Times of Oman
Nov 26, 2015 LAST UPDATED AT 11:12 PM GMT
Omani landscape in Singapore lane
July 14, 2014 | 12:00 AM
Functioning as a service lane for neighbouring roads, the Muscat Street features tokens of Omani culture and architecture as well as the beauty of Oman’s landscape.– Supplied photo

Singapore/Muscat: Omanis visiting Singapore now have a reason not to feel homesick as they can have a feel of their rich culture which abounds in a street named after Oman's capital miles away from home.

Functioning as a service lane for neighbouring roads, the Muscat Street features graceful eight-metre high granite arches displaying intricate granite carvings at both ends which depict tokens of Omani culture and architecture as well as the beauty of the Sultanate's landscape.

The street takes Omani visitors down a memory lane where they can have a glimpse of the journeys made by Omani dhows centuries ago. The murals along the pathway symbolise the early maritime connection and trade relations between Singapore and Oman, which have prospered and grown in all areas.   Muscat Street, which was named in 1909 after the capital of Oman and was redeveloped in 2010 by Singapore and Oman, is located in Kampong Glam, a trading hub for Arab merchants during Singapore's early history.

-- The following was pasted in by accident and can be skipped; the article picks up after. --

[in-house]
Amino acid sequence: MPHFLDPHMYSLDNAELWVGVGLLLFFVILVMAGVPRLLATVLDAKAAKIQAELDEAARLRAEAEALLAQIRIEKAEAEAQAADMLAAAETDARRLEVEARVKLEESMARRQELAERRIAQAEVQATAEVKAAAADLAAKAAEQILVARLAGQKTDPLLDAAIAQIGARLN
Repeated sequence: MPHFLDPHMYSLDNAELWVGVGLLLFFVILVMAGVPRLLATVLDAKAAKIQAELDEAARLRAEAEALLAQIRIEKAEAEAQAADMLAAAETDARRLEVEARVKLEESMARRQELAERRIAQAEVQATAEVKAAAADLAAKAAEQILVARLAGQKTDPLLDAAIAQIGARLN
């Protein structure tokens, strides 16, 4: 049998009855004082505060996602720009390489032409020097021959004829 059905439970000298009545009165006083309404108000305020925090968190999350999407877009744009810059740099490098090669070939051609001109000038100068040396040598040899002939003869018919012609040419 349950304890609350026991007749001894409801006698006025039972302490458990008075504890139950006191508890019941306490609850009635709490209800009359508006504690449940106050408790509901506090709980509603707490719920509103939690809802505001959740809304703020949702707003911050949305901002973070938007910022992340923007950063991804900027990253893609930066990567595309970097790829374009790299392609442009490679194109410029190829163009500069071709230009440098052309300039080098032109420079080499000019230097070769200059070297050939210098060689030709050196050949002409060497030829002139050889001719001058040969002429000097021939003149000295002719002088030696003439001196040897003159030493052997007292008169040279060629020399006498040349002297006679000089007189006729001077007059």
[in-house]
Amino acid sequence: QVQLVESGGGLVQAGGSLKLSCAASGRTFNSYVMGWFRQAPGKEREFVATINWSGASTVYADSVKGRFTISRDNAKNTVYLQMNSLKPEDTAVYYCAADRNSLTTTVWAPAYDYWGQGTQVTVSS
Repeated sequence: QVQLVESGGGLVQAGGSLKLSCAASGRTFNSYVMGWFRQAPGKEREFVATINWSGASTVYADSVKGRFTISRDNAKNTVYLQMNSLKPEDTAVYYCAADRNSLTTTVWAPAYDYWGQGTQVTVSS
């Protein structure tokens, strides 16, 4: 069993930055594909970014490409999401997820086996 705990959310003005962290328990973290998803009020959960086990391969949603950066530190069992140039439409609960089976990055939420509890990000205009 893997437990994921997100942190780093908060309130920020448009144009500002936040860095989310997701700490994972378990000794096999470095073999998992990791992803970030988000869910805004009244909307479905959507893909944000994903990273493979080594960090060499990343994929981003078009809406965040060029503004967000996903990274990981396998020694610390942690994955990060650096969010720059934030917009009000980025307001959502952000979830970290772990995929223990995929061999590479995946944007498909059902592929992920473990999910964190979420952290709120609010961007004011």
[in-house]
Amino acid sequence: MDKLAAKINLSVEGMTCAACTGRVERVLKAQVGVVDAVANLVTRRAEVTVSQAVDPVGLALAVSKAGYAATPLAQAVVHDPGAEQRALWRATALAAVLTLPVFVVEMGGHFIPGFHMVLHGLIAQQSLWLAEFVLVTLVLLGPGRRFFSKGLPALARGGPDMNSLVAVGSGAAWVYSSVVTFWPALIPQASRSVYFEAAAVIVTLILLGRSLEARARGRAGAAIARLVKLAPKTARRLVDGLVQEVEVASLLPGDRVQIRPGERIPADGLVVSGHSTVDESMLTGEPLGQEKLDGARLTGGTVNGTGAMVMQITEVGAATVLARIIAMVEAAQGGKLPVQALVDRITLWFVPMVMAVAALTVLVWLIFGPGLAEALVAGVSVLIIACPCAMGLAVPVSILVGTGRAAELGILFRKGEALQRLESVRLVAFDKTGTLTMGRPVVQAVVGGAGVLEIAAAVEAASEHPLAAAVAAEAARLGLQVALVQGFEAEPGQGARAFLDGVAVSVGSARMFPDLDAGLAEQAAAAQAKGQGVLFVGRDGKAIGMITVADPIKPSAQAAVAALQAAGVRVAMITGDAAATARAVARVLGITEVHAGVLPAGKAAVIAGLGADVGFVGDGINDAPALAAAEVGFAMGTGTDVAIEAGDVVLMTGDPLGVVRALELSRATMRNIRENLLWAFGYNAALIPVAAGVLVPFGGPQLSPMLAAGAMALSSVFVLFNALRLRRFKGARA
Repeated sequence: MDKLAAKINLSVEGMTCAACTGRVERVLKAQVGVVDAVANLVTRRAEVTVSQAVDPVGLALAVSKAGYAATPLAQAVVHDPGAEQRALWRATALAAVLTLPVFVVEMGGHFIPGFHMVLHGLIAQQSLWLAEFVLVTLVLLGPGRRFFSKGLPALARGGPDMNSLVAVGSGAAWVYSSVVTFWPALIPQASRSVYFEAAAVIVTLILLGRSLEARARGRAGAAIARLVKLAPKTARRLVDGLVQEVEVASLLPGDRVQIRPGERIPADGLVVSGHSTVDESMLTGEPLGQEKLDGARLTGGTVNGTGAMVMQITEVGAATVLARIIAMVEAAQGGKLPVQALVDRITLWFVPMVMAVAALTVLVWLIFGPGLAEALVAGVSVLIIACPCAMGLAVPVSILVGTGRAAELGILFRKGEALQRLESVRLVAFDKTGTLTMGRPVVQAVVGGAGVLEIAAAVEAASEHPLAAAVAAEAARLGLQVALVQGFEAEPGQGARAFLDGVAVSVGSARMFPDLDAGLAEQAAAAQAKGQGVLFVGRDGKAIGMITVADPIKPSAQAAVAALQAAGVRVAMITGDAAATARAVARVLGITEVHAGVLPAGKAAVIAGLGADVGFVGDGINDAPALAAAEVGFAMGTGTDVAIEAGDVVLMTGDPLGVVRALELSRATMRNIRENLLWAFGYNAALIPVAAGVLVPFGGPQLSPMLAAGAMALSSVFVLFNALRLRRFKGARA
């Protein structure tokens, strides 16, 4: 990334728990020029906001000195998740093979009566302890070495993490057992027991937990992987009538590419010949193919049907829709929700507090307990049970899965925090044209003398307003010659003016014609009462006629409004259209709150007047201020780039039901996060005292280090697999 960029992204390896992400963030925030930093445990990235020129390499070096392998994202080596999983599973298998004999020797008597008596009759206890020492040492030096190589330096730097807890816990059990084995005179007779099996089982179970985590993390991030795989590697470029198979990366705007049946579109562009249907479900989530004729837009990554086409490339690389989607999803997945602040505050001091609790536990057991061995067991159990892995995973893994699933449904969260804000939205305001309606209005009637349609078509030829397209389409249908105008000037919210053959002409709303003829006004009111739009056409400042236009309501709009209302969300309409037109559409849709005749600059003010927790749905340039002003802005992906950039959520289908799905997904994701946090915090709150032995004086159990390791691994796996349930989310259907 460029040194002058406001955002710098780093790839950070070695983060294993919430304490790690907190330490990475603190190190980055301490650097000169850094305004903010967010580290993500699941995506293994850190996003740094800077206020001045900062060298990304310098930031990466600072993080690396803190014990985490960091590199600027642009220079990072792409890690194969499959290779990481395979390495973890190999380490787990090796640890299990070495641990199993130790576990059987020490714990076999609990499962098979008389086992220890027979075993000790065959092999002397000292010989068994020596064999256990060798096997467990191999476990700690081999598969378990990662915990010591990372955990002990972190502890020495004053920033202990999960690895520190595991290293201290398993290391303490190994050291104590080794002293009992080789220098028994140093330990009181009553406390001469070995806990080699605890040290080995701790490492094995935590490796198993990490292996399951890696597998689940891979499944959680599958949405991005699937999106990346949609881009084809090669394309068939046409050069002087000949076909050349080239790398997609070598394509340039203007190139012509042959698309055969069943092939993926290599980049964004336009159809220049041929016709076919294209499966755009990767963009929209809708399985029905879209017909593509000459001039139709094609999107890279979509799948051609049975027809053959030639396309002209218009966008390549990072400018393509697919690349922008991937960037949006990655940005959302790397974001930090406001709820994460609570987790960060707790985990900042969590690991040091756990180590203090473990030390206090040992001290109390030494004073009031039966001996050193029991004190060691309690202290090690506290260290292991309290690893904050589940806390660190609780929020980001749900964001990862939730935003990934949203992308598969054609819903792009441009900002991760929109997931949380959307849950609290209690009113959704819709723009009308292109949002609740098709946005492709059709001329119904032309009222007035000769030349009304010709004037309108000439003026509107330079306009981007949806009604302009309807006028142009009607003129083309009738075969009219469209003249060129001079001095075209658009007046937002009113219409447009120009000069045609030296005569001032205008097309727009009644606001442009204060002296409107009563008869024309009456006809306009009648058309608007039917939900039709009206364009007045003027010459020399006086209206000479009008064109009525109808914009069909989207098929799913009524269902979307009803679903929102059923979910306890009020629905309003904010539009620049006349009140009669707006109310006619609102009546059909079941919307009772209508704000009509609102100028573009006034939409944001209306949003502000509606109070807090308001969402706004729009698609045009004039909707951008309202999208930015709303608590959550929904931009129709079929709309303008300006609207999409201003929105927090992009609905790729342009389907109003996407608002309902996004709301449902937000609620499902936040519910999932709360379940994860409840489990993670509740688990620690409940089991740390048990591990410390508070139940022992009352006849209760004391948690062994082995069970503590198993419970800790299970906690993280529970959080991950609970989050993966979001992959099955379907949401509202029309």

The iconic project of Muscat Street's makeover was a joint effort of Singapore's Urban Redevelopment Authority and Muscat Municipality to rejuvenate the architecture of the street and give it more Omani flavour.

It was officially opened on November 8, 2012 by Singaporean Minister for Foreign Affairs and Minister for Law K. Shanmugam and Secretary General of the Ministry of Foreign Affairs Sayyid Badr bin Hamad Al Busaidi, in a display of cordial relations between the two nations.

Colourful murals
Apart from sailing vessels, the pathway is lined with other colourful murals painted by Omani artists which depict various aspects of Oman's tradition, history and scenery, including khanjar, turtles laying eggs, traditional coffee pot called dallah and one of Oman's many forts.

Also, one of the artworks features the Jewel of Muscat, a replica of a ninth-century Arab dhow, a gift from His Majesty Sultan Qaboos bin Said to the government and people of Singapore to mark the "revival of the ancient trading routes that linked Asia and the Middle East."

According to the Singaporean Ministry of Foreign Affairs, the dhow is 18 metres long and six metres wide and "was constructed using planks hand-sewn together with coconut fibres, similar to the ninth-century Arab ship building methods."  

The Jewel of Muscat is now on display at Resort World Sentosa's Maritime Experiential Museum, which opened in October 2011.

Situated between North Bridge Road and Baghdad Street, Muscat Street is also home to the iconic golden-domed Masjid Sultan, which is considered one of the most historically significant mosques for the Malay and Arab communities in Singapore.

Muscat Street is actually a gateway connecting other streets surrounded by Arab Street such as Baghdad Street, Bussorah Street and Kandahar Street, which all reflect the early Arab presence and influence in the Southeast Asian island nation.

To get in touch: elham@timesofoman.com

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